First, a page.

The recently released Top500 global supercomputers list shows that the free and open source operating system, Linux, has easily dominated the field and is indisputably the highest performance operating system on the planet.
Linux powers 95%+ of the super computers in the top 500 worldwide, and with China's recent launched Tianhe-2, the new king of the heap, the US loses its traditional lead in HPC (High Performance Computing). When Linux's share of the super computers is weighted by the actual computing power commanded (in FLOPs), it increases to 97.4% leaving all the other hopefuls in the realm of statistical noise.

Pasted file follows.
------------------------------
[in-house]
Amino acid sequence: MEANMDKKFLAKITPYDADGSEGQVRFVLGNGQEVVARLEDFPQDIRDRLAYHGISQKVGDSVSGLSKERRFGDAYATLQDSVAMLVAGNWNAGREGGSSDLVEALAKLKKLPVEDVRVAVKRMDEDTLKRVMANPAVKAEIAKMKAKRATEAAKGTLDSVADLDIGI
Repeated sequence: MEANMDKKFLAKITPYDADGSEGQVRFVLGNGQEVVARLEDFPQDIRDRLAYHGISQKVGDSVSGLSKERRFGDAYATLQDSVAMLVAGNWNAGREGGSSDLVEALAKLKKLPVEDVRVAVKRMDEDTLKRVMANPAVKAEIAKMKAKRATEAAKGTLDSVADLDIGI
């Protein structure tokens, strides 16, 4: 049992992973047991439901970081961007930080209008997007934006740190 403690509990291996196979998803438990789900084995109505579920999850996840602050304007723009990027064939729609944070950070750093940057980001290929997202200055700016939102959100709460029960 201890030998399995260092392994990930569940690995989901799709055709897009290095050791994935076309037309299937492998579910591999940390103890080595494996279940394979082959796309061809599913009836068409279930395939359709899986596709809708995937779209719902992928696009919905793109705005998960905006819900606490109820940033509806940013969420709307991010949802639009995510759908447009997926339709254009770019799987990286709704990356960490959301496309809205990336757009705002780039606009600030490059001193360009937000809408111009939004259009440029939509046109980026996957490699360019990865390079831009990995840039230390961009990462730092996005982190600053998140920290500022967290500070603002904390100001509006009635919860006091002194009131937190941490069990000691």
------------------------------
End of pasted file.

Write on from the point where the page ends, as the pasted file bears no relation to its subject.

In addition to its command of the highest end of computing in the world, Linux also owns the small end of the scale with marketshare leading Android smartphones, tablets, and other devices (Android is just Google's branded operating system built on the Linux kernel, and is also mostly open source). Between the higher and lower ends, Linux's pace of gradual domination is more leisurely, with traditional desktop adoption of Linux variants like Debian, Ubuntu, and Linux Mint on a very gradual incline, but the advent of simplified Linux variants like Google's Chrome OS which is based on the open source ChromiumOS project seems to be gaining substantial traction in traditional proprietary OS strongholds like schools.